Control Charts
Manufacturing operations of technology companies employ complex
processes that need to be under strict
control
at all times. Controlling a process usually means maintaining its
output parameters to within certain
specifications
by providing it with the correct set of inputs. Unfortunately,
keeping the process inputs within their defined specifications is
not often enough to ensure that the output will always be good. Other
factors that were not initially considered in the design of the process
can come into play and degrade the performance of the process, even if
the inputs to the process follow the specifications.
Control
charting
is a technique for monitoring the performance of the process for any
signs of deterioration, so that actions may be taken before the process
gets out of control. This technique consists of plotting critical
process output parameters on
control
charts
at defined intervals, and analyzing the trends exhibited by the plots
for any abnormalities that need intervention.
A control
chart is used: 1) for presenting process performance in a quick
and easytouse visual format; 2) for monitoring process variation over
time; 3) for distinguishing outofcontrol points due to special
assignable causes from variations due to common causes that are part of
the process; 4) for detecting abnormal trends and other telltale
signs of process anomaly; 5) as feedback for processes that are
undergoing improvements; and 6) as a common language for discussing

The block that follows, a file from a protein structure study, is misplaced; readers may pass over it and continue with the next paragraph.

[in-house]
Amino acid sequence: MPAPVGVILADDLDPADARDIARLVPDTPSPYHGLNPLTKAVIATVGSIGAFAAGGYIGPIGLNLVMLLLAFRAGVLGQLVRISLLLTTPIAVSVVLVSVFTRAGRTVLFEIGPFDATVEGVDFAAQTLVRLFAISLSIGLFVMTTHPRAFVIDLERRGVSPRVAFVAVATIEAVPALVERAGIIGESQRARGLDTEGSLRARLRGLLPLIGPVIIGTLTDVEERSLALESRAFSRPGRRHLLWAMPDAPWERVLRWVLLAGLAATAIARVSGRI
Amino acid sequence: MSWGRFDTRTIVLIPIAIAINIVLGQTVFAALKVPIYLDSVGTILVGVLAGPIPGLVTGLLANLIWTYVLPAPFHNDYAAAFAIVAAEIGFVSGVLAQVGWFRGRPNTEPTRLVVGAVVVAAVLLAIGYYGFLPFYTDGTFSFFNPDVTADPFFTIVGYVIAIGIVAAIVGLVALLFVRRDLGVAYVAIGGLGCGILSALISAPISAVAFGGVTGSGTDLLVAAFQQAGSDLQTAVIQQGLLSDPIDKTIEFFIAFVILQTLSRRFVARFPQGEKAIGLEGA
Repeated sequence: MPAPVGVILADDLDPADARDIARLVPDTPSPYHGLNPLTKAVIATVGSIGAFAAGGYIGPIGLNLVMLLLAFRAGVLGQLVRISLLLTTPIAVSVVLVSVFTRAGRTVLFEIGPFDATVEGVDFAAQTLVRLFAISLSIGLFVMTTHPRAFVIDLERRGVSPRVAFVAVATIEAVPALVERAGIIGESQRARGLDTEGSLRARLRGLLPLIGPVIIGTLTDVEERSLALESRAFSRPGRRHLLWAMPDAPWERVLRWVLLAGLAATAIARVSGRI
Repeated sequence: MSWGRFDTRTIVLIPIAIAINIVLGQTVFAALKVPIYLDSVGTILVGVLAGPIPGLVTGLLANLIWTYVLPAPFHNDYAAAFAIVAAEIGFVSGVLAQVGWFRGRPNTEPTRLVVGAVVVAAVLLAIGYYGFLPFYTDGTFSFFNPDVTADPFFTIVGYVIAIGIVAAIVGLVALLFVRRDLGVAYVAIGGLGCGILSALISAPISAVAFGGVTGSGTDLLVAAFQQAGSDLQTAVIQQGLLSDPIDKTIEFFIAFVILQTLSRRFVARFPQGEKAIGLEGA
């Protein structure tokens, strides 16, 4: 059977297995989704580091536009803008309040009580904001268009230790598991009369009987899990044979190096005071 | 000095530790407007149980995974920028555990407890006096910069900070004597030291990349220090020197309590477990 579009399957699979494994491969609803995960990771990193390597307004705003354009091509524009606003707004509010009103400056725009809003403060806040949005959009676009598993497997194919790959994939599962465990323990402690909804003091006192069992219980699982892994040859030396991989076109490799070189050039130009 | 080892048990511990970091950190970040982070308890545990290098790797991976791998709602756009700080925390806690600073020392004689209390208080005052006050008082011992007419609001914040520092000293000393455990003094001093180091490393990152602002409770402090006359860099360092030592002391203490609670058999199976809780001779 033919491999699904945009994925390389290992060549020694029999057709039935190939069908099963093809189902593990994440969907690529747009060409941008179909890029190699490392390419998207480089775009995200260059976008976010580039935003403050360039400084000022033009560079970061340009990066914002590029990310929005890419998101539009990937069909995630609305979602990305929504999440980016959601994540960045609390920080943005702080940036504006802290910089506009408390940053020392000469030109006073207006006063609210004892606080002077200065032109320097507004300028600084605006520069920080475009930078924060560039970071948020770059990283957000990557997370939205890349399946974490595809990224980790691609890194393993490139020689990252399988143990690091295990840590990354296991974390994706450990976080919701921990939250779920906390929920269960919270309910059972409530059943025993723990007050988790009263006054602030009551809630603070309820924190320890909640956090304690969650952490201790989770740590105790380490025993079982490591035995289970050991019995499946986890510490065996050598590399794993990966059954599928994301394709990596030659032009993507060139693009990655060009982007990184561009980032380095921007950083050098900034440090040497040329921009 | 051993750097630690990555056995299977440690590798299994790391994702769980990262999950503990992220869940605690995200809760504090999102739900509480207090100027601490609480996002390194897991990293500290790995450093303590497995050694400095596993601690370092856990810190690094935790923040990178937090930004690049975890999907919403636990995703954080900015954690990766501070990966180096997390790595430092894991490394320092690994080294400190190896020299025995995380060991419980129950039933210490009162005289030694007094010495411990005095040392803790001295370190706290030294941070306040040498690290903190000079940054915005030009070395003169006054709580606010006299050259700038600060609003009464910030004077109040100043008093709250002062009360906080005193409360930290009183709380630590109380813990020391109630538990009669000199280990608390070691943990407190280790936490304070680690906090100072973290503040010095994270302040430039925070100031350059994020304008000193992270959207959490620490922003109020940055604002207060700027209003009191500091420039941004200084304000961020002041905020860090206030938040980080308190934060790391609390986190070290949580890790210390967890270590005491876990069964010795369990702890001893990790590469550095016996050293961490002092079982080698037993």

process performance.
Control
charting can not be applied to every process though. It can only be
implemented for processes that are already
stable,
and whose output data for charting constitute a normal distribution.
A stable process is one whose output data form a distribution with low
variation, i.e., the data have a low standard deviation. On the other hand, an
unstable process exhibits very large variation, i.e., the output data
have a high standard deviation.
The high variation of an
immature or unstable process is usually due to a number of extremely
high or extremely low points (known as
outofcontrol points
or outliers)
caused by special random causes that are not part of the process itself. Such factors
must be minimized (if not eliminated) first, to yield output data that truly
reflect the inherent capability of the process, before control charting
is started. Doing so will ensure that the process under control
charting exhibits variation caused only by factors that are part of the
process itself.
There are many types of
control charts for both attribute and variable types of data.
However, the control chart used for individual
readings of variable data will be used in the following discussions
since it is one of the most extensively used control charts in
process engineering.
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A completed
control chart has the following
parts: 1) an xaxis that shows the
points at which the parameter readings were collected; 2) a yaxis that
shows the parameter reading for each data collection point on the
xaxis; 3) a horizontal data average or process mean line; 4)